The Government of Canada recognizes the national historic significance of Quebec painter Ozias Leduc
March 29, 2019 Mont-Saint-Hilaire (Quebec) Parks Canada Agency
A prolific artist during the late 19th century, the painter Ozias Leduc influenced 20th century art in Quebec and Canada through his profoundly original work. His style, which emphasized drawing as well as colour and light, made him a visionary who pushed the boundaries of tradition in favour of modernity.
Today, Michel Picard, MP for Montarville, commemorated the national historic significance of Ozias Leduc. A commemorative plaque was unveiled during a ceremony at the Musée des Beaux-Arts in Mont-Saint-Hilaire. The announcement was made on behalf of the Minister of Environment and Climate Change and Minister responsible for Parks Canada Catherine McKenna.
Leduc showed an interest and talent for art, especially drawing, since childhood. Following his studies, he moved to Montreal where he spent his evenings drawing in the workshop of the Art Association of Montreal (now the Montreal Museum of Fine Arts). Leduc was introduced to the art of decorating church walls after working with Adolphe Rho, a painter and sculptor from Bécancour, and Luigi Capello, a painter and decorator from Montreal. Quickly recognized as a great painter of religious art, his works graced the walls of more than 30 churches and chapels in Quebec, Nova Scotia and the eastern United States.
His work in Notre Dame de la Présentation church in Shawinigan, painted between 1942 and 1955, was his last masterpiece. He greatly influenced painters in Quebec and Canada throughout the 20th century, particularly artists such as Paul‑Émile Borduas and Jean-Paul Riopelle.
The Government of Canada, through the Historic Sites and Monuments Board of Canada, recognizes significant people, places, and events that have shaped our country as one way of helping Canadians and youth connect with their past. The commemoration process is largely driven by public nominations. To date, more than 2 000 designations have been made.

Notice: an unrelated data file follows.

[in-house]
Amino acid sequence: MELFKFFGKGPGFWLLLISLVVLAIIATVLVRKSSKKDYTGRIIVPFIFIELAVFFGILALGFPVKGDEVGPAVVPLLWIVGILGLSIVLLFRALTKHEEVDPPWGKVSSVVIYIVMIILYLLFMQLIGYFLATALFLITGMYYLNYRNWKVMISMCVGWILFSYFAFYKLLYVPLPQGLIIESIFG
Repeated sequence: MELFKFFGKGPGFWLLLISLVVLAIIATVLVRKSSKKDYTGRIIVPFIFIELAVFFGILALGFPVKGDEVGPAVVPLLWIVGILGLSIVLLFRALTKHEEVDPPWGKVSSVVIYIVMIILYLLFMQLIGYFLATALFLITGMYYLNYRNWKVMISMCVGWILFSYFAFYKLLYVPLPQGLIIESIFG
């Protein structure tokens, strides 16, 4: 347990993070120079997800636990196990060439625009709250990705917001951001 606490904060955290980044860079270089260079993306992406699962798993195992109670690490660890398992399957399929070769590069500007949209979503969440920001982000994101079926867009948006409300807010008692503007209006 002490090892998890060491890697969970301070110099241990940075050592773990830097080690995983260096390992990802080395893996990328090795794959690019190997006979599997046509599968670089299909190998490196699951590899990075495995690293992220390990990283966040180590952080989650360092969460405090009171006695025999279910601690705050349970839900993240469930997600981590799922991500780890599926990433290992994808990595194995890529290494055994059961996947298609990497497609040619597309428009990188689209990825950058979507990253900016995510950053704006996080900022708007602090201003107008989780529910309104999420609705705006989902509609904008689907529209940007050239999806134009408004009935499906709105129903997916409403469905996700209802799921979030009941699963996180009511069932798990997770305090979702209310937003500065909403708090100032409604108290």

The Government of Canada celebrates families by providing free admission to Parks Canada sites for youth 17 and under, and free admission for one year for new Canadian citizens. We invite Canadians to learn more about our history – from lighthouses to battlefields, historic neighbourhoods to Indigenous contributions to Canada, there is an amazing array of places and stories to discover.
“On behalf of the Government of Canada, I am pleased to commemorate the national historic significance of Ozias Leduc. His works are among the most significant in Canadian art history. Historic designations reflect Canada’s rich and varied history and I encourage all Canadians to learn more about Ozias Leduc and his important contributions to Canada’s heritage.”
MP for Montarville
Ozias Leduc was primarily influenced by symbolism, an artistic movement that seeks to express the spiritual aspect of people and objects by giving them allegorical meanings.
During his career, Leduc painted still lifes, landscapes, portraits, genre scenes and religious works used to decorate numerous churches.
After travelling extensively and living outside of Canada for a time, Leduc moved back to his home town of Mont-Saint-Hilaire and lived there until his death.
The Historic Sites and Monuments Board of Canada is celebrating its 100th anniversary in 2019.
Created in 1919, the Historic Sites and Monuments Board of Canada advises the Minister of Environment and Climate Change on the commemoration of places, people and events of national historic significance that have shaped Canada’s history.
To date, based on recommendations from the HSMBC, the Government of Canada has designated more than 2 150 national historic sites, events, and people. Each of these designations contributes its own unique narrative to Canada’s broader history and helps us better understand our country and our identity.
Parks Canada Agency
Advisor, Historical Designations
2, rue de Richelieu
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